Journal of Diabetes & Metabolism

ISSN - 2155-6156



Angiotensin II-Superoxide Signaling and Arterial Baroreceptor Function in Type-1 Diabetes Mellitus

Yu-Long Li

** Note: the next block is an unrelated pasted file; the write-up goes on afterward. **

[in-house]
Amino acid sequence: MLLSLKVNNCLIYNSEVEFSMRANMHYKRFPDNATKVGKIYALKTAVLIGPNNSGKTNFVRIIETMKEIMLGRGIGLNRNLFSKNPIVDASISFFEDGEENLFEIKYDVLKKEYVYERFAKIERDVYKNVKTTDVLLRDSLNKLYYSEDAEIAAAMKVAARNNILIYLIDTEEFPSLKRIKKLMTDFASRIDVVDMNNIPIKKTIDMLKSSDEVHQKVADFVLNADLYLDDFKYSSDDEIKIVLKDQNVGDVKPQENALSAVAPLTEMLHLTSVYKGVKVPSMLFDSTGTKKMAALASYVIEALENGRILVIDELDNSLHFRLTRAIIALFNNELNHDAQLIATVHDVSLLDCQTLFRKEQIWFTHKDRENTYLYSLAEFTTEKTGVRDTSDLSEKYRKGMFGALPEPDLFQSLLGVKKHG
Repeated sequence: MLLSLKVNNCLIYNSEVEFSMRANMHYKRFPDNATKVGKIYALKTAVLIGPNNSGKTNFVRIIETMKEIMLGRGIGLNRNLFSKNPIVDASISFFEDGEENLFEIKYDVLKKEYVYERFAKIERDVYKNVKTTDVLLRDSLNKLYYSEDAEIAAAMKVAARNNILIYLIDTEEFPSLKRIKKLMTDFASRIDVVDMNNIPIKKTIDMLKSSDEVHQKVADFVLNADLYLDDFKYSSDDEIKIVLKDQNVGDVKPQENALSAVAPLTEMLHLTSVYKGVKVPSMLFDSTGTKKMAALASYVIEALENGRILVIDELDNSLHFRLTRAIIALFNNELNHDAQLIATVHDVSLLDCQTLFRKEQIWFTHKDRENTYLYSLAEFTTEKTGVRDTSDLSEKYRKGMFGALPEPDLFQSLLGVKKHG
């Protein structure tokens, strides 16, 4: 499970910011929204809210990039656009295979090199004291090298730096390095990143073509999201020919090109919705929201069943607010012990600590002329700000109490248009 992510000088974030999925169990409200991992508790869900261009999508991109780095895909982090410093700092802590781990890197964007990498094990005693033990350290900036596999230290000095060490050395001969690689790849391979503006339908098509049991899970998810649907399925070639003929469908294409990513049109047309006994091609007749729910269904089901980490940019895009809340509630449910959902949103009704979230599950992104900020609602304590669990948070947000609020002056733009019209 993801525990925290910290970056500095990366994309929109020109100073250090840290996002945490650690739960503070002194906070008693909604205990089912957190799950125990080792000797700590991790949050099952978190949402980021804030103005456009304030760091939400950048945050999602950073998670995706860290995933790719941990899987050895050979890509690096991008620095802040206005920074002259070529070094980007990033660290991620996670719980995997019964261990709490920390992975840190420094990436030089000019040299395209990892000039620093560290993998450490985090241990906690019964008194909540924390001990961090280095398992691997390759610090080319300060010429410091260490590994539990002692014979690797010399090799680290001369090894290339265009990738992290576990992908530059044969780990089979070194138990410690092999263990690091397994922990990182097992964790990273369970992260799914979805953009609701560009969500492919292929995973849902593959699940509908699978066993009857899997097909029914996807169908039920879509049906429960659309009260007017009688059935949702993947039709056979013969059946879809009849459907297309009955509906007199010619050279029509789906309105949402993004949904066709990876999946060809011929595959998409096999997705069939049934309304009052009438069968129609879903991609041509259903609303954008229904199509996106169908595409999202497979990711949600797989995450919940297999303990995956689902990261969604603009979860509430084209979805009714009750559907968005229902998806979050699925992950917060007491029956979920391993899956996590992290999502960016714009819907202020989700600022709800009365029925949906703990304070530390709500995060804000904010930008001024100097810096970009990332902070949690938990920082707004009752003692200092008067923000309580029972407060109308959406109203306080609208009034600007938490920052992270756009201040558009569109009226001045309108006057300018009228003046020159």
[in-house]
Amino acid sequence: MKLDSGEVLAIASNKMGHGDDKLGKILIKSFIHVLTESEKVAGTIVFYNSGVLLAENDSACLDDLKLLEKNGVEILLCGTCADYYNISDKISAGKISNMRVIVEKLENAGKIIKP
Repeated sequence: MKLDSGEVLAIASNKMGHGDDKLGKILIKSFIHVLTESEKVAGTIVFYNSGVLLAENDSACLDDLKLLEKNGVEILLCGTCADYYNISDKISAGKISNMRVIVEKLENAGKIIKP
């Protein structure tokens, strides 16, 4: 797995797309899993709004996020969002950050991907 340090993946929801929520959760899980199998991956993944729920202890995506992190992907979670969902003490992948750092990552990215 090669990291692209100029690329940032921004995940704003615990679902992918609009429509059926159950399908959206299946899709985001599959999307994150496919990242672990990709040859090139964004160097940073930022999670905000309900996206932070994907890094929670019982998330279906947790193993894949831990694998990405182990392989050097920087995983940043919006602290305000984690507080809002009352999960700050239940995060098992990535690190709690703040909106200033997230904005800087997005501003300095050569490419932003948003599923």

Diabetes is a major world health problem. Growing evidence from both clinical trials and animal experiments has clearly confirmed that arterial baroreflex dysfunction is a feature of type 1 diabetes, which links to prognosis and mortality of the type 1 diabetic patients. The arterial baroreflex normally regulates the blood pressure and heart rate through sensing changes of arterial vascular tension by the arterial baroreceptors in the aortic arch and carotid sinus. The aortic baroreceptor neuron located in the nodose ganglia is a primary afferent component of the arterial baroreflex. The functional changes of these neurons are involved in the arterial baroreflex dysfunction in the type 1 diabetes. Type 1 diabetes causes the overexpression and hyperactivation of hyperpolarization-activated cyclic nucleotide-gated (HCN) channels and further reduces cell excitability of the aortic baroreceptor neurons. The alterations of the HCN channels are regulated by angiotensin II-NADPH oxidase-superoxide signaling in the aortic baroreceptor neurons. From the present review, we can understand the possible mechanisms responsible for the attenuated arterial baroreflex in the type 1 diabetes. These findings are beneficial for improving quality of life and prognosis in patients with the type 1 diabetes mellitus.